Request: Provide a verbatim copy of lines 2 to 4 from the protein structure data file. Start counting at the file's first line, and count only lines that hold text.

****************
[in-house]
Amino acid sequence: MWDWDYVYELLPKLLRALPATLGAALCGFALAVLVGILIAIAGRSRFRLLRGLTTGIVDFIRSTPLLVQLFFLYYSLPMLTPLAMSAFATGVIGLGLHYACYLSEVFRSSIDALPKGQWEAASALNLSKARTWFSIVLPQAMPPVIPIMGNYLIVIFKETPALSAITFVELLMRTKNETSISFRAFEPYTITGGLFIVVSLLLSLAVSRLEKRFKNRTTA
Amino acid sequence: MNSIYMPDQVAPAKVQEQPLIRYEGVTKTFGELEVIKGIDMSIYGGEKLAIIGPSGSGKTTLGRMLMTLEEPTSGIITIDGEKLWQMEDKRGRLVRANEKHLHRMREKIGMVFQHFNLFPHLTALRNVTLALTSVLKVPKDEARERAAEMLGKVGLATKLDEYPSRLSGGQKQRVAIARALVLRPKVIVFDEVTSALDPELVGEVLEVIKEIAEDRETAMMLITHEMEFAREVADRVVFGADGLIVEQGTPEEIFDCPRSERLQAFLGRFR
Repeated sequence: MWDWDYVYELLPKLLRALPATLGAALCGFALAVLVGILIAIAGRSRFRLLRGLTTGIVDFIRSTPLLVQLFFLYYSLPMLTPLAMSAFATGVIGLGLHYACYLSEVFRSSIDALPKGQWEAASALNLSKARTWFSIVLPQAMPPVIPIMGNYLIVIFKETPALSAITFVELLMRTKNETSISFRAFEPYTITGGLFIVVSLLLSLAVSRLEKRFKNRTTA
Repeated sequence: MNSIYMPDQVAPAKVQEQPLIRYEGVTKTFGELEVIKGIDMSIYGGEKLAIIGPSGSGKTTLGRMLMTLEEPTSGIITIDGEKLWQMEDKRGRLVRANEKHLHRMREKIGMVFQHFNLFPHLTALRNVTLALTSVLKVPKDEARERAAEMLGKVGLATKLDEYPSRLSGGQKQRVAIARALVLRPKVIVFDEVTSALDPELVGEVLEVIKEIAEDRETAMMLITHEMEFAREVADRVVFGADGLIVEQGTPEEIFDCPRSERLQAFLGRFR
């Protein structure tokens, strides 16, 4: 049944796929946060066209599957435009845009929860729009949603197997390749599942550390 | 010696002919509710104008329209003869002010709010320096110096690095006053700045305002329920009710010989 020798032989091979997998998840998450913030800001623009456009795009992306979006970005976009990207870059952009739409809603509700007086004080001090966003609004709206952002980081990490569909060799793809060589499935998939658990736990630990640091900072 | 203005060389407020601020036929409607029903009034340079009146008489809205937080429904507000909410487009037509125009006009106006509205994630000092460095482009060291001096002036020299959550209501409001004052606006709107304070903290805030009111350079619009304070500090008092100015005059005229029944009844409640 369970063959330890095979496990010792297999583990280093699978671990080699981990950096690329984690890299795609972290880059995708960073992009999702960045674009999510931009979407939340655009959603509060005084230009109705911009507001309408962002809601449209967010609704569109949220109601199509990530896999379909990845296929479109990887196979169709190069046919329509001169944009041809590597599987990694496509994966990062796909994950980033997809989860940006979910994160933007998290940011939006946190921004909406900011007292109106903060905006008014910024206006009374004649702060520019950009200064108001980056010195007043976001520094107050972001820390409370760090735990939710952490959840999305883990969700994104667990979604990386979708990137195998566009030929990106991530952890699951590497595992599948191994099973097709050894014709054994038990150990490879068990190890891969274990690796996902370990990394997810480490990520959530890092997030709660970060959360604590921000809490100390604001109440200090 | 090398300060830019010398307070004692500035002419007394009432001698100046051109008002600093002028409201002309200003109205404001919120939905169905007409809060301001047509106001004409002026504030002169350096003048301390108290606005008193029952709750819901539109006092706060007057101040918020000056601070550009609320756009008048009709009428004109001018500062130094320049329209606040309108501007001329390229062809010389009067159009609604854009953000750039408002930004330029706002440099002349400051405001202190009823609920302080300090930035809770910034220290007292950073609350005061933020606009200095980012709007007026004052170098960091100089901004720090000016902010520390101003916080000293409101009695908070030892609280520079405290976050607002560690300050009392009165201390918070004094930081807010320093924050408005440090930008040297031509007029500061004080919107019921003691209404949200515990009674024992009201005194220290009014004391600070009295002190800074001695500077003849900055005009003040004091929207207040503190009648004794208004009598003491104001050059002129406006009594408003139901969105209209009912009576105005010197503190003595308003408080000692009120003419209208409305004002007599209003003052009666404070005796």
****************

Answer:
Amino acid sequence: MWDWDYVYELLPKLLRALPATLGAALCGFALAVLVGILIAIAGRSRFRLLRGLTTGIVDFIRSTPLLVQLFFLYYSLPMLTPLAMSAFATGVIGLGLHYACYLSEVFRSSIDALPKGQWEAASALNLSKARTWFSIVLPQAMPPVIPIMGNYLIVIFKETPALSAITFVELLMRTKNETSISFRAFEPYTITGGLFIVVSLLLSLAVSRLEKRFKNRTTA
Amino acid sequence: MNSIYMPDQVAPAKVQEQPLIRYEGVTKTFGELEVIKGIDMSIYGGEKLAIIGPSGSGKTTLGRMLMTLEEPTSGIITIDGEKLWQMEDKRGRLVRANEKHLHRMREKIGMVFQHFNLFPHLTALRNVTLALTSVLKVPKDEARERAAEMLGKVGLATKLDEYPSRLSGGQKQRVAIARALVLRPKVIVFDEVTSALDPELVGEVLEVIKEIAEDRETAMMLITHEMEFAREVADRVVFGADGLIVEQGTPEEIFDCPRSERLQAFLGRFR
Repeated sequence: MWDWDYVYELLPKLLRALPATLGAALCGFALAVLVGILIAIAGRSRFRLLRGLTTGIVDFIRSTPLLVQLFFLYYSLPMLTPLAMSAFATGVIGLGLHYACYLSEVFRSSIDALPKGQWEAASALNLSKARTWFSIVLPQAMPPVIPIMGNYLIVIFKETPALSAITFVELLMRTKNETSISFRAFEPYTITGGLFIVVSLLLSLAVSRLEKRFKNRTTA